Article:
Don’t you love it when golf becomes too smart for itself? Like the USGA was sitting around and thinking, how can we become more relevant, and decided why not put on a national championship as gimmicky as something so many state golf associations, or singular courses put on.
It almost makes you wonder if the USGA had a U.S. Amateur Member-Guest on the table, or U.S. Amateur Skins Game, or a national championship in which you’re only allowed one club.
It’s a little bit tragic.
No longer will there be national amateur championships for players who did not grow up with the advantage of club privileges. The whole idea behind the Publinx model was to make a statement about the game belonging to everybody, not merely the deep-pocketed class. The USGA may simply not understand that the Public Links concept is very meaningful to many golfers.
Perhaps the writing was on the wall back in 2009 when the men’s event came to Norman, when the Public Links was played at the course once called “University” but that had since renamed itself a “Club.”
Everybody wants to be exclusive. Everybody but Westwood Park, and maybe that’s why the place fills up every Fourth of July Weekend.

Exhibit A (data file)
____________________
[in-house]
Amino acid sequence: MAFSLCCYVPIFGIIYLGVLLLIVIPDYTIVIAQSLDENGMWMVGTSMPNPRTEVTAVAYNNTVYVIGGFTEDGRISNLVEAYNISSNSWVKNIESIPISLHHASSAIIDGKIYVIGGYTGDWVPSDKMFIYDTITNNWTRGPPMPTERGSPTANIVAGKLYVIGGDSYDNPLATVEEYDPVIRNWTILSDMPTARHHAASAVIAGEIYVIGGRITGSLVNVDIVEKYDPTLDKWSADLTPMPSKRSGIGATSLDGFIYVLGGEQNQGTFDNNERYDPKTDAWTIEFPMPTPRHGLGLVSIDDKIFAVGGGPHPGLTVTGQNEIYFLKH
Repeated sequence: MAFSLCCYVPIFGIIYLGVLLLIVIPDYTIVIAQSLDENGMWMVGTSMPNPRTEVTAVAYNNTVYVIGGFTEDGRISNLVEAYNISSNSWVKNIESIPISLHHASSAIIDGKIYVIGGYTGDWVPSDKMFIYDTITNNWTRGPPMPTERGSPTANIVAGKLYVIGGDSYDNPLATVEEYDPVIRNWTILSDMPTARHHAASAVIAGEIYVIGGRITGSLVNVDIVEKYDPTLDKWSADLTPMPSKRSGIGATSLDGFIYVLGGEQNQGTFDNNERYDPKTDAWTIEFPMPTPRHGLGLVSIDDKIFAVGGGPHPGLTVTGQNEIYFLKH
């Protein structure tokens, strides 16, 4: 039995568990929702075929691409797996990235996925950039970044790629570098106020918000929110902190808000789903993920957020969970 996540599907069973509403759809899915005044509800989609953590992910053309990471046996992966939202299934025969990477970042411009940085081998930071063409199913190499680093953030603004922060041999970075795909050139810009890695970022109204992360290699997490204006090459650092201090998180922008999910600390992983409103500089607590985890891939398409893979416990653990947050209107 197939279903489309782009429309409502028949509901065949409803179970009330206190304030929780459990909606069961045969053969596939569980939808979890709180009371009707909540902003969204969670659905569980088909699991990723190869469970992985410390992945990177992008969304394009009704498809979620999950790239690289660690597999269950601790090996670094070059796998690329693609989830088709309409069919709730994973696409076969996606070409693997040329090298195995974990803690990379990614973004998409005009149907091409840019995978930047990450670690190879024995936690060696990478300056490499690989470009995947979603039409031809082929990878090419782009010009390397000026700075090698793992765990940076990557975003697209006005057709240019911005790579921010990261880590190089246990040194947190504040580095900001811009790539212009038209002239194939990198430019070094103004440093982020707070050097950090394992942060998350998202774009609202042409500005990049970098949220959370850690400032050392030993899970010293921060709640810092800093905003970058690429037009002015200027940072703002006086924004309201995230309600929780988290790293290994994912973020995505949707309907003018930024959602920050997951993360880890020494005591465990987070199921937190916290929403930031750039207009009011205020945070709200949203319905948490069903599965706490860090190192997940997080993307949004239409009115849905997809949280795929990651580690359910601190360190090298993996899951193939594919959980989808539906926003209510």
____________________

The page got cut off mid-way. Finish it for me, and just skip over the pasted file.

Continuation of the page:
It’s a thought.
At least there’s this year and next.
The OU course has been a fantastic track forever. Perry Maxwell designed it. Years later it was built.
Though hardly ever too green for most of its life, the result of a lack of irrigation until 1996, the course remained a classic. Then, with Bob Cupp’s redesign 17 years ago, it became a whole lot greener and, one must begrudgingly admit, an even better course.
If the plan was to get great tournaments to come to it, it’s happened in the form of NCAA regionals and national public-course championships. It’s too bad it costs a comparative fortune to play against what it cost in the old days and that it calls itself a club, but it’s still a wonderful 18 holes.
The price of progress.
Beginning Monday, it will be a showcase. A showcase that, after one more run next summer in Washington state, will die.
So come out and watch a great tournament on a great course, an event that deserves to live on forever and ever, even though the USGA disagrees.
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